The Coming Battle Over Immigration

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There will be conflicts between Republicans and Democrats, of course, but the real battle over immigration may be fought within the Trump administration. Trump has a hard-line image on immigration–especially among his enemies–but if you take his web site discussion of the subject seriously, he is a squish. His executive branch nominees span the full range of Republican opinion on the subject.

Jim Antle, at the Washington Examiner, has an excellent review of Trump’s various nominees and where they stand on immigration. You really need to read it all; I won’t undertake to summarize it. This is important:

Incoming Vice President Mike Pence angered enforcement-first House Republicans when he proposed an immigration compromise that would have allowed illegal immigrants to apply for readmission to the United States through private sector job placement centers. Critics called this “touchback amnesty.”
The real cause for concern among immigration hardliners, and hope GOP comprehensive reformers, involves lingering questions about where Trump’s true allegiances lie. His message on trade, for example, has been consistent since at least the 1980s. On immigration, he is more of a convert.

Trump criticized Romney for advocating “self-deportation” during the 2012 campaign. At various points after the election, he called the idea “mean-spirited,” “maniacal” and “crazy.” “It sounded as bad as it was, and he lost all of the Latino vote,” Trump said. “He lost the Asian vote. He lost everybody who is inspired to come into this country.”

Even during the campaign, Trump hesitated to criticize high-skilled immigration — Rubio took a harder line on the H-1B visa program during a Republican debate — and occasionally modified his pitch depending on the audience. While he chanted “build the wall” at rallies, Trump told both his Hispanic advisory council and the New York Times editorial board they would be surprised at his humane approach on immigration. He signaled for days after the Republican convention that he might soften his position before delivering a hardline immigration speech written by Miller and Bannon.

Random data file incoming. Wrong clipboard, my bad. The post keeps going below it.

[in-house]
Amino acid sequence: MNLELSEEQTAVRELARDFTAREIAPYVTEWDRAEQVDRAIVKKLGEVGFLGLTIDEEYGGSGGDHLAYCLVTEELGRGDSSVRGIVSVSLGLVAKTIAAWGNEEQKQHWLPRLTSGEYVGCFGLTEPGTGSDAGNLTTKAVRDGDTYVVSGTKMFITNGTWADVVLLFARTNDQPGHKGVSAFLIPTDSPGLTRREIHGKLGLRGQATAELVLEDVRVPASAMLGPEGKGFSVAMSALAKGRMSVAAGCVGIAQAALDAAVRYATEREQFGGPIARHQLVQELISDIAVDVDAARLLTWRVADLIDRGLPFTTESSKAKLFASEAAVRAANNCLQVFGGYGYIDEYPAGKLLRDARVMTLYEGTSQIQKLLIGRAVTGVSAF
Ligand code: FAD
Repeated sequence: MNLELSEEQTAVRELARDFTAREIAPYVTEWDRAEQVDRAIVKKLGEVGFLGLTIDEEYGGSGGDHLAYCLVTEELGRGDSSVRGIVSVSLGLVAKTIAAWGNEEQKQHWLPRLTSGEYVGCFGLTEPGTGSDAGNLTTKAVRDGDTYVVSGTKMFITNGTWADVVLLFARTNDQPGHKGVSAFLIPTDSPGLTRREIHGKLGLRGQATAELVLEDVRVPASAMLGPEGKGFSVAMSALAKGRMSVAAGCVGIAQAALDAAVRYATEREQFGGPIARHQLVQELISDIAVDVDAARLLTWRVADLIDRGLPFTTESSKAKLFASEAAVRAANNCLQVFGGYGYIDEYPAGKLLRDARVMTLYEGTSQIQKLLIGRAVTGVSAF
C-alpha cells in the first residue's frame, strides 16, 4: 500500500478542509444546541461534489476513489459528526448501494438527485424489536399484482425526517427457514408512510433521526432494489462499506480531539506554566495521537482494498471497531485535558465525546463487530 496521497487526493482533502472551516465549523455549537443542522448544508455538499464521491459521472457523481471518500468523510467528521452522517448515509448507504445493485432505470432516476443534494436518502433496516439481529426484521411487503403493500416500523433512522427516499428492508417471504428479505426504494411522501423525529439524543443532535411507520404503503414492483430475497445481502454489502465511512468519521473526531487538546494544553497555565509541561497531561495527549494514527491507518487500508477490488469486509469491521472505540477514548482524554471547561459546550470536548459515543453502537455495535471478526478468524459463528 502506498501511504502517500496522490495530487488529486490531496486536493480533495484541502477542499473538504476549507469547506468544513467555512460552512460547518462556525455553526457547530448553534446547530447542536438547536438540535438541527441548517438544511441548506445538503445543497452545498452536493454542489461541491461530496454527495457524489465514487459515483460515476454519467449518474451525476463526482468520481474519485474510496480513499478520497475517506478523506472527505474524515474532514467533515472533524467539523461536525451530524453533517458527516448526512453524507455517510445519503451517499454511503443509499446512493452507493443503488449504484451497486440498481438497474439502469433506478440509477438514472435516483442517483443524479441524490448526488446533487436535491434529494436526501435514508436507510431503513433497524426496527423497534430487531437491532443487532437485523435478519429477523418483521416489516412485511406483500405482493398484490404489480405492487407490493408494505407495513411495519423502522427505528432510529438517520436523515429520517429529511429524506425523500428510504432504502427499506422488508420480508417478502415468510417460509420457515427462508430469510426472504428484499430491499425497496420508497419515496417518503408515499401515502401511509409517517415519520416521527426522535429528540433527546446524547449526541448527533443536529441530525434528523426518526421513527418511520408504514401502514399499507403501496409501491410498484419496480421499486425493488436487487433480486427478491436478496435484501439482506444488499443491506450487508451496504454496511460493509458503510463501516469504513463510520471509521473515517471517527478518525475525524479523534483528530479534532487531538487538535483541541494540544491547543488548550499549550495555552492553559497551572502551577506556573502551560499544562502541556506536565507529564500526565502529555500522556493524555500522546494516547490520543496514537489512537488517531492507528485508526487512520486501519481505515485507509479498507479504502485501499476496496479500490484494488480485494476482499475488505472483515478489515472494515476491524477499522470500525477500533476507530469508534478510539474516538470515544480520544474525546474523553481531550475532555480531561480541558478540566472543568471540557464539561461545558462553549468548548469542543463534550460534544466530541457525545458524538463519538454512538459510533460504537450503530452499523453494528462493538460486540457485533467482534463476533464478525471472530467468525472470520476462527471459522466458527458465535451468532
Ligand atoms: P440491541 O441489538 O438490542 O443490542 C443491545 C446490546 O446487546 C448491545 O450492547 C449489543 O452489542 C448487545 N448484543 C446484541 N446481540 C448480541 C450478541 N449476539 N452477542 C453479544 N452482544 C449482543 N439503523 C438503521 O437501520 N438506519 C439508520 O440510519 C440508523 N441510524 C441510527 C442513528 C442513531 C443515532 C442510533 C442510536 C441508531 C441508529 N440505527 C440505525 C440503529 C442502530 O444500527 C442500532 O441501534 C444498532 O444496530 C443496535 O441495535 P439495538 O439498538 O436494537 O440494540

Trump rarely mentioned lowering overall immigration numbers when he wasn’t delivering an at least partially prepared speech. On the more hawkish side, he did often suggest he would do mass deportations — something never mentioned in his Sessionesque formal immigration plan. His talk of illegal immigrants going home, but the “good ones” swiftly returning, sounded more like Pence’s touchback amnesty than Sessions’ immigration proposals.

My own opinion is that what Trump will ultimately try to do on immigration is a wide-open question. A knowledgeable reader writes:

[The linked article] is an excellent, thorough and highly accurate account of the issues and the conflicts within the incoming Trump administration on immigration. It remains to be seen what happens, but the wall is bogus and unnecessary. It’s the employers!!! RICO a couple dozen of them with asset seizures and you get an end to the illegal immigration problem.

The real issue, however, is legal immigration:

You can then get a grand bargain on legalizing maybe 60% of the illegals, drastically cutting legal immigration of all kinds, mandatory E-Verify, interpreting the 14th Amendment’s “subject to the jurisdiction” clause as forbidding automatic birthright citizenship to children of illegal immigrants–and, most important, giving citizens standing to initiate enforcement actions in the courts, as with environmental laws, so the employers/donors can’t collude with the pols successfully to backslide and undermine enforcement as they have for 30 years.

That’s a deal I would happily take.